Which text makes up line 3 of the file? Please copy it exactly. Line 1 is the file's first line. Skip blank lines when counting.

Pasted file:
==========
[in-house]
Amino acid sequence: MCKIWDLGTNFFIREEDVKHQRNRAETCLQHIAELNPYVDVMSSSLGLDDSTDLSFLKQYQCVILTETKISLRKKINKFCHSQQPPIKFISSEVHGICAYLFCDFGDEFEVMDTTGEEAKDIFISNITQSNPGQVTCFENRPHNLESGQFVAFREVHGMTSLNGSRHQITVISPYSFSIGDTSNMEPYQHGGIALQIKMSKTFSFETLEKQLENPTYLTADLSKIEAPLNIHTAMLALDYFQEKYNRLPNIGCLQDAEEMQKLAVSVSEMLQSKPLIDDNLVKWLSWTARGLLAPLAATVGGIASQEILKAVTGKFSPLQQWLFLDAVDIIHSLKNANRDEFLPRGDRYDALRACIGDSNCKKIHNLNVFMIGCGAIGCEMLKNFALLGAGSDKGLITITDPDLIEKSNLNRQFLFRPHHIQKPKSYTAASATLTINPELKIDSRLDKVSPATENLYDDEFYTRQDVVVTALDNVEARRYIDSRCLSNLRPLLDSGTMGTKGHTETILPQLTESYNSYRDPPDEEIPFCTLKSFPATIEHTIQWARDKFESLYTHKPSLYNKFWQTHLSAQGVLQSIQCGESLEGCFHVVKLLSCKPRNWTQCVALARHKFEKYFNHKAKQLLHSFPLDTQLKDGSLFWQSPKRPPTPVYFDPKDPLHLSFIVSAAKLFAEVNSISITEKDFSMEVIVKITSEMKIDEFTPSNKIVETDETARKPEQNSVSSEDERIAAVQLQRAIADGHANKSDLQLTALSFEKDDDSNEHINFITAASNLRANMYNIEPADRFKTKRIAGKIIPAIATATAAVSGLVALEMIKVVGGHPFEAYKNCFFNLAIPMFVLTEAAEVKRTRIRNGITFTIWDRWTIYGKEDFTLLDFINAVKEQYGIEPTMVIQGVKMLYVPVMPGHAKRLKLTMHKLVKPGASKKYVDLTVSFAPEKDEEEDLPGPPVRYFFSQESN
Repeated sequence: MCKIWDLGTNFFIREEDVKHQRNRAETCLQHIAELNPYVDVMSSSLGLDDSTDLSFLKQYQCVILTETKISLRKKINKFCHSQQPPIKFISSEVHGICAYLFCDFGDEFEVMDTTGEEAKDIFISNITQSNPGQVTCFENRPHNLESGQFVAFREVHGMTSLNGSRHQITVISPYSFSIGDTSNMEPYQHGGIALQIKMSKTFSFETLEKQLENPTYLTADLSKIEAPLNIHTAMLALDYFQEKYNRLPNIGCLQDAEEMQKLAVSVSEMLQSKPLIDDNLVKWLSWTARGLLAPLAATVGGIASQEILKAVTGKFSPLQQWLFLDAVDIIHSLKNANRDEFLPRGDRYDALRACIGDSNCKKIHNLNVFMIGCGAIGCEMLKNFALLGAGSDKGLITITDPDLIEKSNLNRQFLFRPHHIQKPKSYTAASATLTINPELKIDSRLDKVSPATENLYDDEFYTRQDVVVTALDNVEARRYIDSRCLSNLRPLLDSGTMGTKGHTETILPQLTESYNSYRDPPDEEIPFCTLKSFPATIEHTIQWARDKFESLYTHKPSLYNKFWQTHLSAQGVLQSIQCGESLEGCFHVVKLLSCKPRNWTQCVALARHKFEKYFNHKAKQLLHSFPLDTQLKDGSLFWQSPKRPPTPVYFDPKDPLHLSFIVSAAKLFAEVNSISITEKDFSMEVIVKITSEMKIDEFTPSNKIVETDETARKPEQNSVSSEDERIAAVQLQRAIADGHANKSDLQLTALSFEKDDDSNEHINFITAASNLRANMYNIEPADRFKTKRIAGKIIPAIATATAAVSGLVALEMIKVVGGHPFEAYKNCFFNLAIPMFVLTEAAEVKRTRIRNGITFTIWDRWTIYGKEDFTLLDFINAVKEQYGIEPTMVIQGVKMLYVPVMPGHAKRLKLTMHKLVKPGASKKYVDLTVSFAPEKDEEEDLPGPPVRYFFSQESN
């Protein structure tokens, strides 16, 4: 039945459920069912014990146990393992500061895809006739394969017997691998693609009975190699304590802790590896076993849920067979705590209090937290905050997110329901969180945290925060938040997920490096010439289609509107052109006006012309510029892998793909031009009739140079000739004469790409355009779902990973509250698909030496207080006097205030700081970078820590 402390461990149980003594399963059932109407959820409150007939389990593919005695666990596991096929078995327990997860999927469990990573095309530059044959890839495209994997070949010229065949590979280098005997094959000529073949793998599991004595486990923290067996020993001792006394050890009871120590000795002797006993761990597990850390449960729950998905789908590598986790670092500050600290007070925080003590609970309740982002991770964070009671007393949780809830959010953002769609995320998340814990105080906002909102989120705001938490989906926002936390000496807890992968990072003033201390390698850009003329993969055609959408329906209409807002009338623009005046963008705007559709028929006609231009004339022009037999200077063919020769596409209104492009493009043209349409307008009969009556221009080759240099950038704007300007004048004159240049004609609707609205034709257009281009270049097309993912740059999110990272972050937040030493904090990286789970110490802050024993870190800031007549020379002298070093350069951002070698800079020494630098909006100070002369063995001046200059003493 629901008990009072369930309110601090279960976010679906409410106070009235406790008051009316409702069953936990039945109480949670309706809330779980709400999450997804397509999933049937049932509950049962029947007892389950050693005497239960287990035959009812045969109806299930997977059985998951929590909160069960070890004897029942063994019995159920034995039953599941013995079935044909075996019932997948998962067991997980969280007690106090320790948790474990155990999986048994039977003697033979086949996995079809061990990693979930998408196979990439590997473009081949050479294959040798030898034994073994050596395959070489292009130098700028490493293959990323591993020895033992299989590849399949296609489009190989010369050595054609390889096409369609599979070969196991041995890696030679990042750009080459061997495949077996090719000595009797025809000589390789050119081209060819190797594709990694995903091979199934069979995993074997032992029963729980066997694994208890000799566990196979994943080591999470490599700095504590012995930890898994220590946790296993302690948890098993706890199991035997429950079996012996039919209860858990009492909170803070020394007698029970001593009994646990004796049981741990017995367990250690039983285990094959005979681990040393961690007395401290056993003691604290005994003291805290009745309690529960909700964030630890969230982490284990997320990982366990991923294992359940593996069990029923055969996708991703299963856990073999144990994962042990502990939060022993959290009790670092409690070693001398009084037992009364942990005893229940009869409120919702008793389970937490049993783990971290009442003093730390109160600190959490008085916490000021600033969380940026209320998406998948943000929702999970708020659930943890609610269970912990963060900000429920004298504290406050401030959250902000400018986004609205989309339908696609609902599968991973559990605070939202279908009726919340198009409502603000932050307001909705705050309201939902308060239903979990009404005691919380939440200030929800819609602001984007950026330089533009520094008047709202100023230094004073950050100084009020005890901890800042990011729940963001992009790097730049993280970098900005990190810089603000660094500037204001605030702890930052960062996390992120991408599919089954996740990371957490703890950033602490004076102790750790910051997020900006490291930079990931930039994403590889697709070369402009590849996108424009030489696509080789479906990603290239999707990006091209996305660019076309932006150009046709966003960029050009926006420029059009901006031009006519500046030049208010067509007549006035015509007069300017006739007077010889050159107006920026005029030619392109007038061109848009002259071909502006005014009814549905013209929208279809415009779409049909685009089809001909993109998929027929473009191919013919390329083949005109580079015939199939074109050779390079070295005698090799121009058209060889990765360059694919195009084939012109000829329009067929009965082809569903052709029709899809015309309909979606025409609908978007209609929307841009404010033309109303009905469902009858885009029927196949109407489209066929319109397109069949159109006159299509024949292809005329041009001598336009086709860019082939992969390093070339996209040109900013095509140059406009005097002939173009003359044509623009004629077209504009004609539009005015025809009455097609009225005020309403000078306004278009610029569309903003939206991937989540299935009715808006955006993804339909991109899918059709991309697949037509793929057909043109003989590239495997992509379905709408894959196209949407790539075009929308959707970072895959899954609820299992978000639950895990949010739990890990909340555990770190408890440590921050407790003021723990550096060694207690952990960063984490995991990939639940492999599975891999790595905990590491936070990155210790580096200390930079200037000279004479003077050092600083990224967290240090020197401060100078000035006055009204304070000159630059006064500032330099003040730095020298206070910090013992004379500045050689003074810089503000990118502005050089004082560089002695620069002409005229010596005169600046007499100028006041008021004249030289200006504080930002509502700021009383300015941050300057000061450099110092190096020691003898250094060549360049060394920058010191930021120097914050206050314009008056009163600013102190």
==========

Repeated sequence: MCKIWDLGTNFFIREEDVKHQRNRAETCLQHIAELNPYVDVMSSSLGLDDSTDLSFLKQYQCVILTETKISLRKKINKFCHSQQPPIKFISSEVHGICAYLFCDFGDEFEVMDTTGEEAKDIFISNITQSNPGQVTCFENRPHNLESGQFVAFREVHGMTSLNGSRHQITVISPYSFSIGDTSNMEPYQHGGIALQIKMSKTFSFETLEKQLENPTYLTADLSKIEAPLNIHTAMLALDYFQEKYNRLPNIGCLQDAEEMQKLAVSVSEMLQSKPLIDDNLVKWLSWTARGLLAPLAATVGGIASQEILKAVTGKFSPLQQWLFLDAVDIIHSLKNANRDEFLPRGDRYDALRACIGDSNCKKIHNLNVFMIGCGAIGCEMLKNFALLGAGSDKGLITITDPDLIEKSNLNRQFLFRPHHIQKPKSYTAASATLTINPELKIDSRLDKVSPATENLYDDEFYTRQDVVVTALDNVEARRYIDSRCLSNLRPLLDSGTMGTKGHTETILPQLTESYNSYRDPPDEEIPFCTLKSFPATIEHTIQWARDKFESLYTHKPSLYNKFWQTHLSAQGVLQSIQCGESLEGCFHVVKLLSCKPRNWTQCVALARHKFEKYFNHKAKQLLHSFPLDTQLKDGSLFWQSPKRPPTPVYFDPKDPLHLSFIVSAAKLFAEVNSISITEKDFSMEVIVKITSEMKIDEFTPSNKIVETDETARKPEQNSVSSEDERIAAVQLQRAIADGHANKSDLQLTALSFEKDDDSNEHINFITAASNLRANMYNIEPADRFKTKRIAGKIIPAIATATAAVSGLVALEMIKVVGGHPFEAYKNCFFNLAIPMFVLTEAAEVKRTRIRNGITFTIWDRWTIYGKEDFTLLDFINAVKEQYGIEPTMVIQGVKMLYVPVMPGHAKRLKLTMHKLVKPGASKKYVDLTVSFAPEKDEEEDLPGPPVRYFFSQESN